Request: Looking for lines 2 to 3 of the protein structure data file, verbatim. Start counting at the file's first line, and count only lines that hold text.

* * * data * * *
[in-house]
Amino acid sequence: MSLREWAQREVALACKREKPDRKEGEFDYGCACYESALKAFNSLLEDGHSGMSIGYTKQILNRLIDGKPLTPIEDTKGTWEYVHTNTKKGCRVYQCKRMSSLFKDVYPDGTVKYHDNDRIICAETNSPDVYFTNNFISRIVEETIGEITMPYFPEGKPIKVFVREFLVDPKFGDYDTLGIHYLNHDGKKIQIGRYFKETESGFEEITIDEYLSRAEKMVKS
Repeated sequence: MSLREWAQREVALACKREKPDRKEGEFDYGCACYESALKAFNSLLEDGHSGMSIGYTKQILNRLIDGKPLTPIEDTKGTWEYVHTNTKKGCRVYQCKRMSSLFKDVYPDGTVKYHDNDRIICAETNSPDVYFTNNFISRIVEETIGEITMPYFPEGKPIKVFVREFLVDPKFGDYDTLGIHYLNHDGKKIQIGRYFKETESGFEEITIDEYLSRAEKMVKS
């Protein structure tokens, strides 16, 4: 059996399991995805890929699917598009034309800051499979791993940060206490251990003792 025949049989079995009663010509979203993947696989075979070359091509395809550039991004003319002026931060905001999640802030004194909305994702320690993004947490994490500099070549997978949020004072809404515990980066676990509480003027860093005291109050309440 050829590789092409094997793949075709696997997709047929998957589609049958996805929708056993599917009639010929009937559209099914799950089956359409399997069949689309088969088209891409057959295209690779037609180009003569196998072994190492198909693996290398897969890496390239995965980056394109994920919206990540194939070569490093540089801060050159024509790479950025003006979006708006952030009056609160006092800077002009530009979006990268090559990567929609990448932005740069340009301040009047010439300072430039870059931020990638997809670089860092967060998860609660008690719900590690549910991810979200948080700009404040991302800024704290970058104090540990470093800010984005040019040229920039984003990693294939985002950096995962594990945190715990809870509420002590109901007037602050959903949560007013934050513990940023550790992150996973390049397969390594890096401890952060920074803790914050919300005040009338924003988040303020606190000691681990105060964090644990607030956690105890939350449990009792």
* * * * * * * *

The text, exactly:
Amino acid sequence: MSLREWAQREVALACKREKPDRKEGEFDYGCACYESALKAFNSLLEDGHSGMSIGYTKQILNRLIDGKPLTPIEDTKGTWEYVHTNTKKGCRVYQCKRMSSLFKDVYPDGTVKYHDNDRIICAETNSPDVYFTNNFISRIVEETIGEITMPYFPEGKPIKVFVREFLVDPKFGDYDTLGIHYLNHDGKKIQIGRYFKETESGFEEITIDEYLSRAEKMVKS
Repeated sequence: MSLREWAQREVALACKREKPDRKEGEFDYGCACYESALKAFNSLLEDGHSGMSIGYTKQILNRLIDGKPLTPIEDTKGTWEYVHTNTKKGCRVYQCKRMSSLFKDVYPDGTVKYHDNDRIICAETNSPDVYFTNNFISRIVEETIGEITMPYFPEGKPIKVFVREFLVDPKFGDYDTLGIHYLNHDGKKIQIGRYFKETESGFEEITIDEYLSRAEKMVKS